I’ve come to an interesting discovery at this moment in my life; being afraid of being alone is much like fearing the dark. They both hold a certain ominous uncertainty that depending on our age or maturity level can get the best of us. If we concentrate on the unknown possibilities too long, we will panic and react.
Sometimes, we make life changing decisions based on the fear of being alone. We say “yes” when we should say “no”. The idea of being by ourselves seems terrifying, which leads us to say yes with a maybe heart. Yes, you can call me. Yes, I’ll go out with you again. Yes, I…like you. Yes, we can get together. Yes, I’ll join the committee. There can be an endless cycle of yes’s that keep us from our true self and honest desires, but make us feel temporarily accepted and wanted.
The problem is that most of us were never taught that not going to the party or not having a date can be a good thing. As children it was considered unhealthy not to be a part of the group on a constant basis. Sometimes we were verbally rewarded because of how many friends we had. We wore being a part of the crowd as a badge of honor. Nurturing a sense of self was not heard of in my generation, as much as it can be discussed now. Independent thinking was not at all encouraged, unless it was posed as the question: “If everyone else jumped off a bridge, would you?” We were only expected to think for ourselves when it came to avoiding bad behavior, not when it came to being self entertained or introverted, independent thinkers.
Such introspection has led me to a refreshing discovery over this past year. I have found being alone, whether I am at the movies, a restaurant or shopping, is exactly what I need in my life at this time. I’ve spent too much of my life trying to replace relationships that I’ve lost in my younger years due to either death or separation, with people that could never fill those places. I have searched for family members in friends wanting to create what I’ve missed out on for so long. That sense of neediness has cost me dearly. Because when we’re looking for fulfillment in other human beings, we don’t see clearly that the people that we are choosing to spend time with, may not be the best or healthiest choice for us. We end up trusting the wrong people and sharing a part of ourselves with someone who does not merit that privilege.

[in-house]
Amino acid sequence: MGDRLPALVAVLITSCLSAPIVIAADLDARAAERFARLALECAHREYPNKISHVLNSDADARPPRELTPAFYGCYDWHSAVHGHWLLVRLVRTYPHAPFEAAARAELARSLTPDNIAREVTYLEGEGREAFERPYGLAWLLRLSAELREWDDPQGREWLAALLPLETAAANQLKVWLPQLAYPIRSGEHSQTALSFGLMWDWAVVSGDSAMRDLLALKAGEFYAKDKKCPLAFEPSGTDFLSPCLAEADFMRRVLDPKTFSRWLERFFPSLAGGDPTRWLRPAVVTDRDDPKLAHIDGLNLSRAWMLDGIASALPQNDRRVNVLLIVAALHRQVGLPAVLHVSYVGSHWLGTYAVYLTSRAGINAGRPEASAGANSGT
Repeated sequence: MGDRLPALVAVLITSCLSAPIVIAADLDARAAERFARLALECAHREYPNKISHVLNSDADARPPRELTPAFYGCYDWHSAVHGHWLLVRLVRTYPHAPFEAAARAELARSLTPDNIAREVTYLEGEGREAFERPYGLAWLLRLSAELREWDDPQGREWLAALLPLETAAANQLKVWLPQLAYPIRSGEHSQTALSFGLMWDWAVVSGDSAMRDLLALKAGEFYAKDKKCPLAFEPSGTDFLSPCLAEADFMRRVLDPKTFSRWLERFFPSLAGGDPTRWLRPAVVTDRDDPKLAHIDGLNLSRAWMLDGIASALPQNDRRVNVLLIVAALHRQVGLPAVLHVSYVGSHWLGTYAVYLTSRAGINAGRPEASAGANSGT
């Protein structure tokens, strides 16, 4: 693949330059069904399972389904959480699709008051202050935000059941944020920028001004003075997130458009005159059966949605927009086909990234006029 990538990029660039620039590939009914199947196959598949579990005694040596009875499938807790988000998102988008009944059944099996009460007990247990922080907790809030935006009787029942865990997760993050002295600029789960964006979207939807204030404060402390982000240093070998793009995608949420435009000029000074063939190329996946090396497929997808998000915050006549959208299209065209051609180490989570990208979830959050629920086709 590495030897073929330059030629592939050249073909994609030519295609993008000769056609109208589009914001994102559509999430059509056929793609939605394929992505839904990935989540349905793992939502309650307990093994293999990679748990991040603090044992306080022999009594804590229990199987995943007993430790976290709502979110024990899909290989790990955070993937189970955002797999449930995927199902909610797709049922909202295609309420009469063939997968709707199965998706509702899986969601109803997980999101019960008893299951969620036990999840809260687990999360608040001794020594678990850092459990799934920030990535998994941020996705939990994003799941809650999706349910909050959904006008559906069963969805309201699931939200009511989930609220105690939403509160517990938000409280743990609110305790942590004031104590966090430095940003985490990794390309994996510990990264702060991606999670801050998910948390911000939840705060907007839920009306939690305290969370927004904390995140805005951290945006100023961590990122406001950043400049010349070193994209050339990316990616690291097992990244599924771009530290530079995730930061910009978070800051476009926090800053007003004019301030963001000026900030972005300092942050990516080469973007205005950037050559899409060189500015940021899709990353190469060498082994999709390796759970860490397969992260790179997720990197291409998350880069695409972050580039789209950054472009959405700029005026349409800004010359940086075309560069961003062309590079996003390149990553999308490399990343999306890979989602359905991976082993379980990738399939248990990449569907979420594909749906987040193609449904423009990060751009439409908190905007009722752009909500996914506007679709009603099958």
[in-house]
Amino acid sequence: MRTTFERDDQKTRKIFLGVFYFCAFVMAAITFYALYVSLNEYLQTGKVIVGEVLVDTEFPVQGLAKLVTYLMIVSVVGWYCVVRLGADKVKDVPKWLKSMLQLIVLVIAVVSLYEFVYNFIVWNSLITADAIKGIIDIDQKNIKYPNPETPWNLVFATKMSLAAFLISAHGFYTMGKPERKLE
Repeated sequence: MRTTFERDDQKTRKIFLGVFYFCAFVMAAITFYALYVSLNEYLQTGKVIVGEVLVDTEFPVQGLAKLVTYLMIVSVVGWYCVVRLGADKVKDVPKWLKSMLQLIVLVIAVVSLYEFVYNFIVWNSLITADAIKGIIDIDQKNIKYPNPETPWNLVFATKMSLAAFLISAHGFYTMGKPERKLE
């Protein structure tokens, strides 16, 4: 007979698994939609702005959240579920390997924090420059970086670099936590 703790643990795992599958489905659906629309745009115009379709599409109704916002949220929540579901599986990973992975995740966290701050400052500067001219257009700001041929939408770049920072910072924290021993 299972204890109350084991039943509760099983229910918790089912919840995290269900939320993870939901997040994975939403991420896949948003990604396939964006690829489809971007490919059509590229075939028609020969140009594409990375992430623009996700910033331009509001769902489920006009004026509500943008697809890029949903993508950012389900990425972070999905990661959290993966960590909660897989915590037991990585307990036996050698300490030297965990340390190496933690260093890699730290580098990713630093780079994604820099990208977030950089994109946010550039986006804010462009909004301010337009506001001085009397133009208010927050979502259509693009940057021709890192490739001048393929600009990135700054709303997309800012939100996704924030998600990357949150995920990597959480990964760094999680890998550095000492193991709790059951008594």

I finally came to a place where I no longer needed individual or group validation. What I needed was a respite from wanting to always be part of the crowd, women’s group, coffee time etc… I needed time to hear my own thoughts, pray my own prayers and be content with me. I’m not saying that I will never again have a ‘girl’s night out’ or a road trip with friends, but what I am saying is that I can plan my life and my fun with or without those possibilities. There will probably always be that part of me that prefers my own silence over the voice of others... most days.
Don't get me wrong, I love good company and I've had some great friendship experiences through the years. I like laughing and exchanging thoughtful ideas. I love the concept of being in a close knit community of diverse people from all walks of life and maybe one day that will happen for me again on a deeper level. If it does, I will treat it as a gift and have all the more to offer because of the journey that I was willing to take alone to discover the beauty of being me…